Textbooks alone are bad for us. Here’s Why
Ryan Chadha
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Ryan CHADHA: Congratulations on this essay. Too true what you write — though I can just imagine publishing companies are rushing to your door to co-opt you into writing a text-book — to defuse your radical and challenging viewpoints to their existence.

25 years ago in a secondary school in NSW, Australia — teaching upper middle school Australian History. The text-books were not set — but there were any number one could check out and purchase to be used as a class set. I wanted my Australian History text to foreground the essential Indigenous peoples of Australia — to range through its British invasion colonial establishment (my own family origins) and then to examine its cultural diversity from that very foundation — something like 24 different ethnic/linguistic/cultural origins among them — and on through various marine/agricultural/industrial engagements — sealing/whaling/wool/gold and pastorial-grazing expansion across the continent — the dispossession/massacre/racist treatment of Indigenous peoples — the Federation — then the various wars and immigration histories through the late 19th/early 20th centuries. As we used the text — the best I could find — I would find myself having the students underline/draw a line through/replace aspects of the text-book’s interpretation or “facts”.

My students learned that text-books were of a time and of that time’s contemporary knowledge. They were not infallible — what was printed was not always the truth — there were others ways of interpreting events or documents — of understanding things from the past.

I taught for many years in Japan. At university level I wrote my own courses. In one of the middle schools at which I taught English communication (bright students — the father of one was the Minister for Education and Scence and later the Cabinet Secretary) there was a set text — there were brief dialogues I could use which became a platform for more free-ranging conversations and learning. Yet again — there were varieties of English usage which needed to be tinkered with — not air stewardess — rather Flight or cabin attendant (non-sexist/non-genderist) for example. Again my students understood implicitly/explicitly that text-books were not holy scriptures. Language changes as new ways of looking at/saying things are arrived at.

Before my nearly two decades in Japan — back in 1990 — I edited two companion anthologies of Australian writing for OUP. One — Made in Australia — was as a kind of text. Around 10 chapter/divisions — six or seven pieces of writing — poems, opinion pieces from newspapers, novel extracts, short stories — reflecting aspects of Australia as both an Indigenous land and one made up of people whose roots lay in distant lands. There were a series of loosely-guided questions at the conclusion of each chapter :— one was to write responsive pieces about a selected piece of writing — its writer, some creative piece if so desired, etc; the other was to respond personally — out of one’s own experience — (removing the teacher-as-expert/all-knowing entirely — as I used to tell my secondary school and university students, too, in Japan — they were the experts of their own lives — I was the one learning from their writing/memories/opinions…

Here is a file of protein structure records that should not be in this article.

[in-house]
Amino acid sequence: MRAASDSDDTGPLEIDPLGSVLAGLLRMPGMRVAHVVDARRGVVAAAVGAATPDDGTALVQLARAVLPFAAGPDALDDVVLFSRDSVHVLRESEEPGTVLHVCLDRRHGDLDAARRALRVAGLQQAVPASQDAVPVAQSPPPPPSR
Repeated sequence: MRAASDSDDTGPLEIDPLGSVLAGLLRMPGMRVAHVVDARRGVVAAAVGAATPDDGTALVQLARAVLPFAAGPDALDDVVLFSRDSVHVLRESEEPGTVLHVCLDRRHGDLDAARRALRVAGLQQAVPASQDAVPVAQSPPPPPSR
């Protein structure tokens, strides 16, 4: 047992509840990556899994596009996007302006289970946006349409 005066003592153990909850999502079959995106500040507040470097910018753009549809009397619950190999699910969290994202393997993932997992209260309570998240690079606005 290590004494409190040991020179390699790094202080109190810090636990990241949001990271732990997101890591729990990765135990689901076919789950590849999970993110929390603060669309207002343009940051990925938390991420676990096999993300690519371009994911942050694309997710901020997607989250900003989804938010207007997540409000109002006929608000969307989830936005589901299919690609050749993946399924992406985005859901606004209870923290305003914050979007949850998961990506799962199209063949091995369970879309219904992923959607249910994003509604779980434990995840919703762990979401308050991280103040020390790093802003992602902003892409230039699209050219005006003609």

During my nearly two decades in Japan I used to finish most classes — especially at university level (the final 10-minutes, say — of a 90-minute class) — but not only — often in senior high/middle high, too — with question time. The students were required to ask me questions. As most English teachers are aware — there are basically two kinds of questions: the “Yes”/”No”-answer type (generated by questions such as: “Are you…?”, “Do you…?”, “Have you ever…?” etc.; and the “wh~” type of question — the type of question I most encouraged because it led to explanations, elaborations, information. What? When? Where? Why? Who? Whose? Which? And I always wrote those two basic outlines on the white/smart board in front of the class — as memory/model aids. I was not “testing” — I was facilitating and encouraging and building on success. Things not covered by text-books!

Jim KABLE